# 5 criteria to describe a relationship as cause and effect

### Causation and Explanation in Social Science - Oxford Handbooks

There must be a one to one relationship between cause and outcome. The fifth criterion, biological gradient, suggests that a causal association is increased if. Humans depend upon causation all the time to explain what has happened to them, Taken together the evidence for a relationship between smoking and lung .. it is easy to calculate that C and W occur 5 percent of the time and that G and F . of the situation in order to meet the requirement for a “lawlike” relationship. Cause and effect is a relationship between events or things, where one is the result of the other I have 5 cavities. Cause and Effect Examples in Sentences .

Before you can show that you have a causal relationship you have to show that you have some type of relationship.

Lesson 5 - Relationships II

For instance, consider the syllogism: I don't know about you, but sometimes I find it's not easy to think about X's and Y's. Let's put this same syllogism in program evaluation terms: This provides evidence that the program and outcome are related. Notice, however, that this syllogism doesn't not provide evidence that the program caused the outcome -- perhaps there was some other factor present with the program that caused the outcome, rather than the program.

## Causation in epidemiology: association and causation

The relationships described so far are rather simple binary relationships. Sometimes we want to know whether different amounts of the program lead to different amounts of the outcome -- a continuous relationship: It's possible that there is some other variable or factor that is causing the outcome.

This is sometimes referred to as the "third variable" or "missing variable" problem and it's at the heart of the issue of internal validity. What are some of the possible plausible alternative explanations? Just go look at the threats to internal validity see single group threatsmultiple group threats or social threats -- each one describes a type of alternative explanation.

In order for you to argue that you have demonstrated internal validity -- that you have shown there's a causal relationship -- you have to "rule out" the plausible alternative explanations.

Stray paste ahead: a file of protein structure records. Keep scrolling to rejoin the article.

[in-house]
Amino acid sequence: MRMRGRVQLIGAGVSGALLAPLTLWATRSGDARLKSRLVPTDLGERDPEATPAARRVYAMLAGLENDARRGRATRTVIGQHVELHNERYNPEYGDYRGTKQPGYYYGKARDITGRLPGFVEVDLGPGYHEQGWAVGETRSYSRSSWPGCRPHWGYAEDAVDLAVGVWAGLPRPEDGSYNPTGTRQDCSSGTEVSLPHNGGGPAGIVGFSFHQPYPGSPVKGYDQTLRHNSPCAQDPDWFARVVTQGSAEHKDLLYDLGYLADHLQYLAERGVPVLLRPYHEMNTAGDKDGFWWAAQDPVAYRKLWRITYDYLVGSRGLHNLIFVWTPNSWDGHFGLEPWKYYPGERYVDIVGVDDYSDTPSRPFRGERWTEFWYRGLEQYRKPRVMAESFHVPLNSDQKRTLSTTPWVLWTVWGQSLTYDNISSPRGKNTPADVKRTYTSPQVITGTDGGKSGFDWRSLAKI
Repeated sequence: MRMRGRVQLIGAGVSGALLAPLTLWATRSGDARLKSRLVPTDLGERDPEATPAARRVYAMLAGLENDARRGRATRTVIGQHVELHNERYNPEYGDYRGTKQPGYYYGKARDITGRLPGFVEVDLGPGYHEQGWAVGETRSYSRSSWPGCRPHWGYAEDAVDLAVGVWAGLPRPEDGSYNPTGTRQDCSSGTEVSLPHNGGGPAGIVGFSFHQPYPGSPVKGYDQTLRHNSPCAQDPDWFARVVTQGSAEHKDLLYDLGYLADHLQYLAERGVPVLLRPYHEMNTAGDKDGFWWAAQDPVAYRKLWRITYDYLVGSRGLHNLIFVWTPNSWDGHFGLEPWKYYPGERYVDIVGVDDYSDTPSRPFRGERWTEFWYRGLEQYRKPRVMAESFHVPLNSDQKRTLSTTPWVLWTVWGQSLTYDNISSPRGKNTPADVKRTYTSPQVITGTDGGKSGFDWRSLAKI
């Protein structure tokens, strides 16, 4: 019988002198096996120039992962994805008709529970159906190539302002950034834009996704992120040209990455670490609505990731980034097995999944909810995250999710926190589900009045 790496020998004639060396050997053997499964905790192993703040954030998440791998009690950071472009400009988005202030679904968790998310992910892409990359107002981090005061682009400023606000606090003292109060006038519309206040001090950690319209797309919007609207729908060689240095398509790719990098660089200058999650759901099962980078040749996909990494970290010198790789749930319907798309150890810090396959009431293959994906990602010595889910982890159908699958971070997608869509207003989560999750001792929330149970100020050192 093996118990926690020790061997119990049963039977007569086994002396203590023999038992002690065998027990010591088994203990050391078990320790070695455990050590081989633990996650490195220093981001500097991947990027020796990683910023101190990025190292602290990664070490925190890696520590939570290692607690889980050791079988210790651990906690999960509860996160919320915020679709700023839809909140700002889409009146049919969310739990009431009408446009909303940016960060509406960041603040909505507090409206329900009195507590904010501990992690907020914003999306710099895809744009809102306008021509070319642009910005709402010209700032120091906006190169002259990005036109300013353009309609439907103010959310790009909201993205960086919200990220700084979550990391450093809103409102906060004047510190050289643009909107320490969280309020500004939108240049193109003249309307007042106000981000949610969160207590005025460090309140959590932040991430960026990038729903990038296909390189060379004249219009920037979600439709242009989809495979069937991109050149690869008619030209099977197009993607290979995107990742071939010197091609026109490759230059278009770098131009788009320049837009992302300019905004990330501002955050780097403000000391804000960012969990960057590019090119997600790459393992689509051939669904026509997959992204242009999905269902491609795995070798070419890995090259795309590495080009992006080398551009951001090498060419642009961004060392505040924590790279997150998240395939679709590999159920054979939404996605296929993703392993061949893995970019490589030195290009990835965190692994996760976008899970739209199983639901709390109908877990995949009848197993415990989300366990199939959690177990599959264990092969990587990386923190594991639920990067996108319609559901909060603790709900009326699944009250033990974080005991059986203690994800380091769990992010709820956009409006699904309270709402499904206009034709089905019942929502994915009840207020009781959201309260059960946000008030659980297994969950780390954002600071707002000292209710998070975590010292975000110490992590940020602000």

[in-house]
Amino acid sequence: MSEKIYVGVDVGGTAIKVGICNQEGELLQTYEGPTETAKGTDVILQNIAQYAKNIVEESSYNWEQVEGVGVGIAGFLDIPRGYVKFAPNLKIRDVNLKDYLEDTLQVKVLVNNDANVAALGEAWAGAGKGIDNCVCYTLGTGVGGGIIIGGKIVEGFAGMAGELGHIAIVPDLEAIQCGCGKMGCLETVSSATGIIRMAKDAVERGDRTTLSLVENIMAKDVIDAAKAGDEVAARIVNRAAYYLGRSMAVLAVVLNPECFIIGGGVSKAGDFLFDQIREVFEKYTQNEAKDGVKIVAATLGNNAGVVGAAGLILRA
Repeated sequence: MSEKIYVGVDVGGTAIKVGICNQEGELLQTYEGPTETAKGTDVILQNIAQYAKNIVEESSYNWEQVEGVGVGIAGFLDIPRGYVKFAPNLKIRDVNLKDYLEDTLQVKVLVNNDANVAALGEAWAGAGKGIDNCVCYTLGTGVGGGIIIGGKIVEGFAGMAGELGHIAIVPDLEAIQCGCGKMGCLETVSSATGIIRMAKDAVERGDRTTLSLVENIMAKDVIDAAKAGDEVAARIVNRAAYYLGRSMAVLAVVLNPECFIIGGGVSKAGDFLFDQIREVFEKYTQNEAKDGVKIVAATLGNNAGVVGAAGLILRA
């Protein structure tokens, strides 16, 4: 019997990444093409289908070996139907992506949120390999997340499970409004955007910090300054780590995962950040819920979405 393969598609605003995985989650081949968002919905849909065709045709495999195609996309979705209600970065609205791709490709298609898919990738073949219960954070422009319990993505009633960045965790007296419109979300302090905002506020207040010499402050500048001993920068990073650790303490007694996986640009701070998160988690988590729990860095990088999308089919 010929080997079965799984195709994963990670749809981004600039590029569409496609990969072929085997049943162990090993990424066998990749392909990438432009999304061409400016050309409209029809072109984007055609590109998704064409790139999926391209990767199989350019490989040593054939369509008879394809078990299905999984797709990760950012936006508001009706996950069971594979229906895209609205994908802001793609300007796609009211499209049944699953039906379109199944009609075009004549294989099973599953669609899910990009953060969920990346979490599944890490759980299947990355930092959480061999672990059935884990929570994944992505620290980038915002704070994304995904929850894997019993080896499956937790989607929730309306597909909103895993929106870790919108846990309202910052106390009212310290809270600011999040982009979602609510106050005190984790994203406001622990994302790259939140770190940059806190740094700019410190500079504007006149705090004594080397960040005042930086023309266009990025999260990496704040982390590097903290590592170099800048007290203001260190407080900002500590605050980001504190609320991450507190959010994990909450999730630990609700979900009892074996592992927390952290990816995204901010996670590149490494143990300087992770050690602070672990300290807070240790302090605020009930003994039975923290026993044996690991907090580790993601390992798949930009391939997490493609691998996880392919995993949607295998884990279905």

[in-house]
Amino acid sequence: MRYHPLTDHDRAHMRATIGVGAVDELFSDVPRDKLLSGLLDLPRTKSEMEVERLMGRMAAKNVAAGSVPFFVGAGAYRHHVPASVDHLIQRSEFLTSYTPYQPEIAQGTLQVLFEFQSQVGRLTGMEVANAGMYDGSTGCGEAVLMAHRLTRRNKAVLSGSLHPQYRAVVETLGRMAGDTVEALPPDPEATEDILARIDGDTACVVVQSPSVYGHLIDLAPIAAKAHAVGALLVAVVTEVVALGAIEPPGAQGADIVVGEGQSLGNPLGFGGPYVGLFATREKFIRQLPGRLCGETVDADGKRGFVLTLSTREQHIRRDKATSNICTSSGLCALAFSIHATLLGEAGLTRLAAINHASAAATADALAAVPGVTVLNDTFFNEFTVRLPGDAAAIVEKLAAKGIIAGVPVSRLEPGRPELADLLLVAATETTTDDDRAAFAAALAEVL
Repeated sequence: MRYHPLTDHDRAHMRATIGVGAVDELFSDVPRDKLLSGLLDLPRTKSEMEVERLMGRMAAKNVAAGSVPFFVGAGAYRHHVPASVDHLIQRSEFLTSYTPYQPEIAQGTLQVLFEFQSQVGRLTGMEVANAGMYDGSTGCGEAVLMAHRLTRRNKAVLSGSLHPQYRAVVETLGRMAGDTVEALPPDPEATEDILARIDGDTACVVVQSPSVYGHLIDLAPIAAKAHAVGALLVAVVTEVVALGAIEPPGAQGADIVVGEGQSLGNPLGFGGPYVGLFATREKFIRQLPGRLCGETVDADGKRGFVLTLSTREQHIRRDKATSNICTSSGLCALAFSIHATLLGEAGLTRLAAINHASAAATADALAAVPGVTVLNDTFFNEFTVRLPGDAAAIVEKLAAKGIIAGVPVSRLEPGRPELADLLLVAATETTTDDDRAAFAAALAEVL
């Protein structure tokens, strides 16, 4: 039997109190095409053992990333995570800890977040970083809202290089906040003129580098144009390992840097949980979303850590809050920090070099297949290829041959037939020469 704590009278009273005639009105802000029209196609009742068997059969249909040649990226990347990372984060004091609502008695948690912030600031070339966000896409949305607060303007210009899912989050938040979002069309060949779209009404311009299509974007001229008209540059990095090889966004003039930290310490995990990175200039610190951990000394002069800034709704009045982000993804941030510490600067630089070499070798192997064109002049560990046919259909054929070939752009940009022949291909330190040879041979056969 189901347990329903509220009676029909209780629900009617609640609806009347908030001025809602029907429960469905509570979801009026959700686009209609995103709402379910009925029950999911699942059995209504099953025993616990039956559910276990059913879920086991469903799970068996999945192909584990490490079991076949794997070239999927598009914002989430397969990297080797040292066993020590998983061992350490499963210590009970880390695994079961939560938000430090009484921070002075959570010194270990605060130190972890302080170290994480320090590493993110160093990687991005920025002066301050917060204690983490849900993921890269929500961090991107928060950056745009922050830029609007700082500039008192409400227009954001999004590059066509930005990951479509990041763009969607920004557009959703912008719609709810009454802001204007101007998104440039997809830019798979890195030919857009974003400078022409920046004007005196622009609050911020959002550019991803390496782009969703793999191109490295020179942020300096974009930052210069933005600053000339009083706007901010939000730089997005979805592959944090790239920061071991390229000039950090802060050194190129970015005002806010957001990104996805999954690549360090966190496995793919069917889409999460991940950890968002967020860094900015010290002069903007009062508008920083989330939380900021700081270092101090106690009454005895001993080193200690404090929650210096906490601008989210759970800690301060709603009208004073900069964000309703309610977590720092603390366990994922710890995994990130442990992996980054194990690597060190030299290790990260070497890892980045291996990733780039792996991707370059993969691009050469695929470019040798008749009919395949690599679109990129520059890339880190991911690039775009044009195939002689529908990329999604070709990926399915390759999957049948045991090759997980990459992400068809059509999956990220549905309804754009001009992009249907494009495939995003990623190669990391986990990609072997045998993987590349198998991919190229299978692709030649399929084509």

How do you do that? One of the major ways is with your research design.

### Social Research Methods - Knowledge Base - Establishing Cause & Effect

Let's consider a simple single group threat to internal validity, a history threat. Let's assume you measure your program group before they start the program to establish a baselineyou give them the program, and then you measure their performance afterwards in a posttest.

You see a marked improvement in their performance which you would like to infer is caused by your program. One of the plausible alternative explanations is that you have a history threat -- it's not your program that caused the gain but some other specific historical event. For instance, it's not your anti-smoking campaign that caused the reduction in smoking but rather the Surgeon General's latest report that happened to be issued between the time you gave your pretest and posttest.

How do you rule this out with your research design? The judgement as to whether an observed statistical association represents a cause-effect relationship between exposure and disease requires inferences far beyond the data from a single study and involves consideration of criteria that include the magnitude of the association, the consistency of findings from other studies and biologic credibility [1].

The Bradford-Hill criteria are widely used in epidemiology as providing a framework against which to assess whether an observed association is likely to be causal.

Strength of the association. According to Hill, the stronger the association between a risk factor and outcome, the more likely the relationship is to be causal.

Have the same findings must be observed among different populations, in different study designs and different times? Specificity of the association. There must be a one to one relationship between cause and outcome.

Temporal sequence of association. Exposure must precede outcome.

Change in disease rates should follow from corresponding changes in exposure dose-response. Presence of a potential biological mechanism. Does the removal of the exposure alter the frequency of the outcome? According to Rothman [2], while Hill did not propose these criteria as a checklist for evaluating whether a reported association might be interpreted as causal, they have been widely applied in this way. Rothman contends that the Bradford - Hill criteria fail to deliver on the hope of clearly distinguishing causal from non-causal relations.

For example, the first criterion 'strength of association' does not take into account that not every component cause will have a strong association with the disease that it produces and that strength of association depends on the prevalence of other factors. In terms of the third criterion, 'specificity', which suggests that a relationship is more likely to be causal if the exposure is related to a single outcome, Rothman argues that this criterion is misleading as a cause may have many effects, for example smoking.